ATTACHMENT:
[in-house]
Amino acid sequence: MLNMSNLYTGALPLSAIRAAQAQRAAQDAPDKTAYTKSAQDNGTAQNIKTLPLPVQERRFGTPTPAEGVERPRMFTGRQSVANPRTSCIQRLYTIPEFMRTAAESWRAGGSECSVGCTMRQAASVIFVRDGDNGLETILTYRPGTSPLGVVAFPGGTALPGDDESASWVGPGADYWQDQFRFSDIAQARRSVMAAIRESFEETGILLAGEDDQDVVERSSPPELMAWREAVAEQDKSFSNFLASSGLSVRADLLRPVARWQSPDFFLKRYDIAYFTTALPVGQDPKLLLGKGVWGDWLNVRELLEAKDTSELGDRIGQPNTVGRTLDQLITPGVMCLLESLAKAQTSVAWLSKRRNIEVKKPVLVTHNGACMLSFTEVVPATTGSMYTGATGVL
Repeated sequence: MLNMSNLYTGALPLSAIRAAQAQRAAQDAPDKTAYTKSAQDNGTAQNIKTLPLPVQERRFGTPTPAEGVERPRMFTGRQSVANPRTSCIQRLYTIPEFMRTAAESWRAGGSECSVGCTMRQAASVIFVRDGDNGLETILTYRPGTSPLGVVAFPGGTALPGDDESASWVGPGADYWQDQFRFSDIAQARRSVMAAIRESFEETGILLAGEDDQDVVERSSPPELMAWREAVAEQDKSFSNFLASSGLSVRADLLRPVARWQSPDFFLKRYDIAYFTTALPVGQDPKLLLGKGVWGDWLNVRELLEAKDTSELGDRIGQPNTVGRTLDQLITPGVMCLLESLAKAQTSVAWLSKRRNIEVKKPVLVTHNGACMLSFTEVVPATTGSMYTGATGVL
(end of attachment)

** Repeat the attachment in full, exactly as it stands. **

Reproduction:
[in-house]
Amino acid sequence: MLNMSNLYTGALPLSAIRAAQAQRAAQDAPDKTAYTKSAQDNGTAQNIKTLPLPVQERRFGTPTPAEGVERPRMFTGRQSVANPRTSCIQRLYTIPEFMRTAAESWRAGGSECSVGCTMRQAASVIFVRDGDNGLETILTYRPGTSPLGVVAFPGGTALPGDDESASWVGPGADYWQDQFRFSDIAQARRSVMAAIRESFEETGILLAGEDDQDVVERSSPPELMAWREAVAEQDKSFSNFLASSGLSVRADLLRPVARWQSPDFFLKRYDIAYFTTALPVGQDPKLLLGKGVWGDWLNVRELLEAKDTSELGDRIGQPNTVGRTLDQLITPGVMCLLESLAKAQTSVAWLSKRRNIEVKKPVLVTHNGACMLSFTEVVPATTGSMYTGATGVL
Repeated sequence: MLNMSNLYTGALPLSAIRAAQAQRAAQDAPDKTAYTKSAQDNGTAQNIKTLPLPVQERRFGTPTPAEGVERPRMFTGRQSVANPRTSCIQRLYTIPEFMRTAAESWRAGGSECSVGCTMRQAASVIFVRDGDNGLETILTYRPGTSPLGVVAFPGGTALPGDDESASWVGPGADYWQDQFRFSDIAQARRSVMAAIRESFEETGILLAGEDDQDVVERSSPPELMAWREAVAEQDKSFSNFLASSGLSVRADLLRPVARWQSPDFFLKRYDIAYFTTALPVGQDPKLLLGKGVWGDWLNVRELLEAKDTSELGDRIGQPNTVGRTLDQLITPGVMCLLESLAKAQTSVAWLSKRRNIEVKKPVLVTHNGACMLSFTEVVPATTGSMYTGATGVL